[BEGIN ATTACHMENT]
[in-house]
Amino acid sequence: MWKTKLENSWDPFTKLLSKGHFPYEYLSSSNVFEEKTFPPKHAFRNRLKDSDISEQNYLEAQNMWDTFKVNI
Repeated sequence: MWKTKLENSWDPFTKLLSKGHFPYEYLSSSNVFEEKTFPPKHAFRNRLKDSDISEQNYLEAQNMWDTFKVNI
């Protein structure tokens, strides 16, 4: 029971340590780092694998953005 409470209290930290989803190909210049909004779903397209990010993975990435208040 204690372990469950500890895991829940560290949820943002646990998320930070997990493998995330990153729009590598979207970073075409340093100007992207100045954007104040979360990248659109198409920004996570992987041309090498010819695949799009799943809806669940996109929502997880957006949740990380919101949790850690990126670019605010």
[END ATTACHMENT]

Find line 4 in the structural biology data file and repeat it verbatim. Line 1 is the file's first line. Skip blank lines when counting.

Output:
């Protein structure tokens, strides 16, 4: 029971340590780092694998953005 409470209290930290989803190909210049909004779903397209990010993975990435208040 204690372990469950500890895991829940560290949820943002646990998320930070997990493998995330990153729009590598979207970073075409340093100007992207100045954007104040979360990248659109198409920004996570992987041309090498010819695949799009799943809806669940996109929502997880957006949740990380919101949790850690990126670019605010």